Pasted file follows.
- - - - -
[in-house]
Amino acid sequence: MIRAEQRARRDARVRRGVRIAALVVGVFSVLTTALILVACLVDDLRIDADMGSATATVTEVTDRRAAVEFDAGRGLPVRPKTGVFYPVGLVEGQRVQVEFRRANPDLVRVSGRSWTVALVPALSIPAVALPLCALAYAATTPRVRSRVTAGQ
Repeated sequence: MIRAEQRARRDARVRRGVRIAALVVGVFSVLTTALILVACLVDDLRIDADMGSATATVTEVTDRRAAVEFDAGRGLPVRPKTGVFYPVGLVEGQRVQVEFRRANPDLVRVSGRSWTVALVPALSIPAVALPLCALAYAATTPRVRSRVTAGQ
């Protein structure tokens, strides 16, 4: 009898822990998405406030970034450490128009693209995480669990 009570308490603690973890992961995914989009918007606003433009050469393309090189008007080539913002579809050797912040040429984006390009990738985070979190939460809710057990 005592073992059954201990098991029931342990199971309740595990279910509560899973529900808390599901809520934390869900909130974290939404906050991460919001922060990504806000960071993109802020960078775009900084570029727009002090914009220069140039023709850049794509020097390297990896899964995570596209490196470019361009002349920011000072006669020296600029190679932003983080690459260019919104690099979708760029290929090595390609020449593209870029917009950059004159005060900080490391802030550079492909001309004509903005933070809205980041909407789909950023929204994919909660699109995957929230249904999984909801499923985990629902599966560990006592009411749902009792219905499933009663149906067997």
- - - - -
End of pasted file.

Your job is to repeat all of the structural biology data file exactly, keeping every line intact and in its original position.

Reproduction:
[in-house]
Amino acid sequence: MIRAEQRARRDARVRRGVRIAALVVGVFSVLTTALILVACLVDDLRIDADMGSATATVTEVTDRRAAVEFDAGRGLPVRPKTGVFYPVGLVEGQRVQVEFRRANPDLVRVSGRSWTVALVPALSIPAVALPLCALAYAATTPRVRSRVTAGQ
Repeated sequence: MIRAEQRARRDARVRRGVRIAALVVGVFSVLTTALILVACLVDDLRIDADMGSATATVTEVTDRRAAVEFDAGRGLPVRPKTGVFYPVGLVEGQRVQVEFRRANPDLVRVSGRSWTVALVPALSIPAVALPLCALAYAATTPRVRSRVTAGQ
């Protein structure tokens, strides 16, 4: 009898822990998405406030970034450490128009693209995480669990 009570308490603690973890992961995914989009918007606003433009050469393309090189008007080539913002579809050797912040040429984006390009990738985070979190939460809710057990 005592073992059954201990098991029931342990199971309740595990279910509560899973529900808390599901809520934390869900909130974290939404906050991460919001922060990504806000960071993109802020960078775009900084570029727009002090914009220069140039023709850049794509020097390297990896899964995570596209490196470019361009002349920011000072006669020296600029190679932003983080690459260019919104690099979708760029290929090595390609020449593209870029917009950059004159005060900080490391802030550079492909001309004509903005933070809205980041909407789909950023929204994919909660699109995957929230249904999984909801499923985990629902599966560990006592009411749902009792219905499933009663149906067997």